Recent satellite images reveal that North Korea is boosting its uranium extraction capacity, a US report says. But what will Pyongyang do with this uranium? DW spoke to the report's author, Jeffrey Lewis.
"Recent commercial satellite imagery shows that, over the past year, Pyongyang has begun to refurbish a major mill located near Pyongsan - a county in the southern part of the country - that turns uranium ore into yellowcake. The renovation suggests that North Korea is preparing to expand the production of uranium from a nearby mine," said Jeffrey Lewis in an analysis posted on August 12 on 38 North, the website of the US-Korea Institute at Johns Hopkins University.
The arms control expert at the Monterey Institute of International Studies added that this suggests that the North Korean regime - which has staged three successful nuclear tests in 2006, 2009 and 2013 - "intends to mine and mill a significant amount of uranium that could serve as fuel for expanding its nuclear weapons stockpile."
The analysis comes days after experts at IHS Jane's said satellite images suggested Pyongyang was operating a second hall of uranium enrichment centrifuges at its Yongbyon nuclear complex.
And in April, Joel Wit, the founder of 38 North, told DW that the East Asian country was on the verge of rapidly increasing its nuclear weapons stockpile to 20, 50 or 100 bombs within five years, from an estimated 10-16 weapons at that time, adding to regional concerns.
Satellite images recently suggested Pyongyang was operating a second hall of uranium enrichment centrifuges at its Yongbyon nuclear complex
In a DW interview, Jeffrey Lewis, talks about how much uranium the regime could extract from the mill and what the latest findings mean for North Korea's nuclear ambitions.
DW: To which extent is North Korea expanding its capacity to mine and mill uranium ore?
Jeffrey Lewis: North Korea is completely modernizing its main mill for turning uranium ore into yellowcake. This represents a significant investment, so I would expect to see North Korea produce yellowcake at the site for many years.
Where exactly is Pyongyang getting the uranium from and how is it being mined?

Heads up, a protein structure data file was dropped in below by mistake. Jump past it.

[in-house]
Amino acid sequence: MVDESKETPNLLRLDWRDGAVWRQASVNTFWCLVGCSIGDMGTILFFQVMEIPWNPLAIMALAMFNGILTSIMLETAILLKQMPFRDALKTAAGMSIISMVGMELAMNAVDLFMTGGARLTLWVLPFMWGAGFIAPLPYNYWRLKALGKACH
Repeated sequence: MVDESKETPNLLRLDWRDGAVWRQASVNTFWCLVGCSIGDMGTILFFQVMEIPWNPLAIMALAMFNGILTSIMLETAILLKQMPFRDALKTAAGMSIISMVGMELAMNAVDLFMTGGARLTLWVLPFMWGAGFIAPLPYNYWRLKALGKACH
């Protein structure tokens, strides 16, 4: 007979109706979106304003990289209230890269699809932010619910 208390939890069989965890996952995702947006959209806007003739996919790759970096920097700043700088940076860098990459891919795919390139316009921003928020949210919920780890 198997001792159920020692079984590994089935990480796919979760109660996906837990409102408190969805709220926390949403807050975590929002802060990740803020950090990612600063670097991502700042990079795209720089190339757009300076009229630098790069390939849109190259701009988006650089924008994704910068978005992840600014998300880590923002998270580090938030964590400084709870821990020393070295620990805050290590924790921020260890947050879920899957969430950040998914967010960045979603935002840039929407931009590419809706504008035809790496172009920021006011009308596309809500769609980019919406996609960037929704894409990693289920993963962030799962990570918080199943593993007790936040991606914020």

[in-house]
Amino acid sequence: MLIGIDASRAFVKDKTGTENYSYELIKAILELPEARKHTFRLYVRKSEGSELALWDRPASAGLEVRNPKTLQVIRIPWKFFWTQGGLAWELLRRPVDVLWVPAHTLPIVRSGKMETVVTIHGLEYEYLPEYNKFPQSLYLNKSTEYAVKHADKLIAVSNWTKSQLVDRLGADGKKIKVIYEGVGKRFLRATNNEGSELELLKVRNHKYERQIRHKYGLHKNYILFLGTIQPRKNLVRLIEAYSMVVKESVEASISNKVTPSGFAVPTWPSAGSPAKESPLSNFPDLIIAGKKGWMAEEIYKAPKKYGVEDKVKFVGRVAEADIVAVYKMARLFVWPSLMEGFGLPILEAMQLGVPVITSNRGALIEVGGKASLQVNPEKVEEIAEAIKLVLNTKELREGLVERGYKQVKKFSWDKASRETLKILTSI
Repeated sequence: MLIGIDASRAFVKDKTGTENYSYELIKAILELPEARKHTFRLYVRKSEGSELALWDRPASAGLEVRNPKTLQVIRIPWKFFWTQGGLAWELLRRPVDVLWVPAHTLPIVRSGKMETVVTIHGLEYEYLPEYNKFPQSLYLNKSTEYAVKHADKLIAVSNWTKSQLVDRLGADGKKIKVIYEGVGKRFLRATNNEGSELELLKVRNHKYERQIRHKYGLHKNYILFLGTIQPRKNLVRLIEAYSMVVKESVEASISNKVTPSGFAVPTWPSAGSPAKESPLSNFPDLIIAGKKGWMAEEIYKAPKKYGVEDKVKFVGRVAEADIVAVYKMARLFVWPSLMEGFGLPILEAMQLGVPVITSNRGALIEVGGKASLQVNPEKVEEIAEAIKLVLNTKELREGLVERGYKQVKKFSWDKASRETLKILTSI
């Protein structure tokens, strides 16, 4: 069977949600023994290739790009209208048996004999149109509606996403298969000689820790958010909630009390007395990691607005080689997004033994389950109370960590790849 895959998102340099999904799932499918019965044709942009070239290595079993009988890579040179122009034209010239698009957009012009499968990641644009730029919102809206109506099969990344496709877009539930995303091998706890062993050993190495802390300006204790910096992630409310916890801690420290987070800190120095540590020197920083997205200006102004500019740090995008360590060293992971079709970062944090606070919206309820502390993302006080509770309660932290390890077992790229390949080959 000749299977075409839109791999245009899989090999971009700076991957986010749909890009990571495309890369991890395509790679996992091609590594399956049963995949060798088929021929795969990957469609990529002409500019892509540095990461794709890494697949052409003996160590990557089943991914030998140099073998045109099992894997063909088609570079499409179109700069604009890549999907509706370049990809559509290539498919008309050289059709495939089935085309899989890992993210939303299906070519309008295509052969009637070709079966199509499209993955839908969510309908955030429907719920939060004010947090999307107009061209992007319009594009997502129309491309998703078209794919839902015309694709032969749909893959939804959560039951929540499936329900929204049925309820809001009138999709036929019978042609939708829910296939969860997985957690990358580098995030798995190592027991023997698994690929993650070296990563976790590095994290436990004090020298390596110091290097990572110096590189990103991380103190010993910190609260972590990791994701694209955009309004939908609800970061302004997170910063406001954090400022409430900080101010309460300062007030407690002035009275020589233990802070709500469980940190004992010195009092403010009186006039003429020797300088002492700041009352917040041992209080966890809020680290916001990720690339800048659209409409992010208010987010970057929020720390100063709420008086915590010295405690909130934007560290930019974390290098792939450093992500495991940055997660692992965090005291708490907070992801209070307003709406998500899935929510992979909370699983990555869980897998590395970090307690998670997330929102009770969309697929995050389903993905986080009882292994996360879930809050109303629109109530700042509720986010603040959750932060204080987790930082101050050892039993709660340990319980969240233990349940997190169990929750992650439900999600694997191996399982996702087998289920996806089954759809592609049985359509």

The mine is adjacent to the mill and connected by a conveyor belt. The deposit was surveyed in the 1960s, but the mine probably did not start operating until the 1980s. The mine was apparently dormant for many years, although it seems to have operated for a short period sometime in the mid-2000s.
How much uranium could it obtain?
I have not seen reliable estimates of the size of each deposit, but North Korea is reported to have at least 4 million tons of uranium resources at two mines. (Some sources cite a higher figure of 26 million tons, but this uranium may not be economical to recover.)
The Pyongsan mine is thought to be the larger of the two. Previous reports have indicated the plant might have the capacity to produce about 300 tons of uranium per year.
What can Pyongyang do with this uranium ore?
North Korea can turn the uranium into fuel for its nuclear reactors, either using natural uranium or enriching it to about 5 percent U235. North Korea could also enrich it further, to weapons-grade or about 90 percent U235, to expand its nuclear arsenal.
Does this explain how North Korea is getting the material necessary to fuel its nuclear reactor program or weapons?
Yes. The Pyongsan mine is thought to be North Korea's major source of uranium. If we know how much uranium North Korea is mining and milling, we can estimate North Korea's demand for uranium.
When combined with other information, such as the number and type of reactors and the size of enrichment plants, it may be possible to determine if there are other sources of demand - such as secret enrichment plants - that we do not know about.
What does North Korea's expansion of its uranium mine operations indicate about the country's nuclear ambitions?
This is a significant investment, which means that North Korea plans to process a significant amount of uranium. This suggests to me that North Korea plans to build more nuclear reactors and more nuclear weapons. The heavy investment suggests that North Korea is not planning on trading its nuclear weapons away, despite hopes for a diplomatic breakthrough after the Iran agreement.
Jeffrey Lewis is arms control expert at the Monterey Institute of International Studies.